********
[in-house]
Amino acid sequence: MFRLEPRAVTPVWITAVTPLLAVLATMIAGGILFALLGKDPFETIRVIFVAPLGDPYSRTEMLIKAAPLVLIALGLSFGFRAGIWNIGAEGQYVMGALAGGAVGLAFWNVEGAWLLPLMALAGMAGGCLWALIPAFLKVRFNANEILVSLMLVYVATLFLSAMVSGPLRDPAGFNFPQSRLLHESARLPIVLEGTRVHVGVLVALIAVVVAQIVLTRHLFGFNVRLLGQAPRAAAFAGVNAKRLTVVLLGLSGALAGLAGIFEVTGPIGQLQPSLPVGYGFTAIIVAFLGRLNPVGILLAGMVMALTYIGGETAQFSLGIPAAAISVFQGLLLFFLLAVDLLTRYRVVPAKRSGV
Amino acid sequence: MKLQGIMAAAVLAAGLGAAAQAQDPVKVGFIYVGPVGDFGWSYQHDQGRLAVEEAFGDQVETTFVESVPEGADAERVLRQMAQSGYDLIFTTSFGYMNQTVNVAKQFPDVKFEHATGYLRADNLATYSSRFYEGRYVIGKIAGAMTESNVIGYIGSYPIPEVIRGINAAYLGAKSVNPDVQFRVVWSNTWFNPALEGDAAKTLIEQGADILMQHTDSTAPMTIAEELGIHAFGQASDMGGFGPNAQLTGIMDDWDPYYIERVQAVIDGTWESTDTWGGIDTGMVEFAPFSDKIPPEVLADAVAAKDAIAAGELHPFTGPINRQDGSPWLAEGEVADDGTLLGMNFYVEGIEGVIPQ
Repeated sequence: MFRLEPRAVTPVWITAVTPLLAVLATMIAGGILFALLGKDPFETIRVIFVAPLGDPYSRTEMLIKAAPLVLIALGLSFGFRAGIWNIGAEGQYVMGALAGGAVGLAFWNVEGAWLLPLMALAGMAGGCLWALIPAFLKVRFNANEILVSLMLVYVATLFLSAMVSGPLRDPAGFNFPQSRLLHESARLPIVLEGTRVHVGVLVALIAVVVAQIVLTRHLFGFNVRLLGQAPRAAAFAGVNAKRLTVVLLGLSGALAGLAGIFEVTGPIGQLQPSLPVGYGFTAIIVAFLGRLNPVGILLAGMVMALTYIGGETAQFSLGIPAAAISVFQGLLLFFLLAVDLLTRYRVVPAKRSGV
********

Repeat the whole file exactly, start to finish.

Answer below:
[in-house]
Amino acid sequence: MFRLEPRAVTPVWITAVTPLLAVLATMIAGGILFALLGKDPFETIRVIFVAPLGDPYSRTEMLIKAAPLVLIALGLSFGFRAGIWNIGAEGQYVMGALAGGAVGLAFWNVEGAWLLPLMALAGMAGGCLWALIPAFLKVRFNANEILVSLMLVYVATLFLSAMVSGPLRDPAGFNFPQSRLLHESARLPIVLEGTRVHVGVLVALIAVVVAQIVLTRHLFGFNVRLLGQAPRAAAFAGVNAKRLTVVLLGLSGALAGLAGIFEVTGPIGQLQPSLPVGYGFTAIIVAFLGRLNPVGILLAGMVMALTYIGGETAQFSLGIPAAAISVFQGLLLFFLLAVDLLTRYRVVPAKRSGV
Amino acid sequence: MKLQGIMAAAVLAAGLGAAAQAQDPVKVGFIYVGPVGDFGWSYQHDQGRLAVEEAFGDQVETTFVESVPEGADAERVLRQMAQSGYDLIFTTSFGYMNQTVNVAKQFPDVKFEHATGYLRADNLATYSSRFYEGRYVIGKIAGAMTESNVIGYIGSYPIPEVIRGINAAYLGAKSVNPDVQFRVVWSNTWFNPALEGDAAKTLIEQGADILMQHTDSTAPMTIAEELGIHAFGQASDMGGFGPNAQLTGIMDDWDPYYIERVQAVIDGTWESTDTWGGIDTGMVEFAPFSDKIPPEVLADAVAAKDAIAAGELHPFTGPINRQDGSPWLAEGEVADDGTLLGMNFYVEGIEGVIPQ
Repeated sequence: MFRLEPRAVTPVWITAVTPLLAVLATMIAGGILFALLGKDPFETIRVIFVAPLGDPYSRTEMLIKAAPLVLIALGLSFGFRAGIWNIGAEGQYVMGALAGGAVGLAFWNVEGAWLLPLMALAGMAGGCLWALIPAFLKVRFNANEILVSLMLVYVATLFLSAMVSGPLRDPAGFNFPQSRLLHESARLPIVLEGTRVHVGVLVALIAVVVAQIVLTRHLFGFNVRLLGQAPRAAAFAGVNAKRLTVVLLGLSGALAGLAGIFEVTGPIGQLQPSLPVGYGFTAIIVAFLGRLNPVGILLAGMVMALTYIGGETAQFSLGIPAAAISVFQGLLLFFLLAVDLLTRYRVVPAKRSGV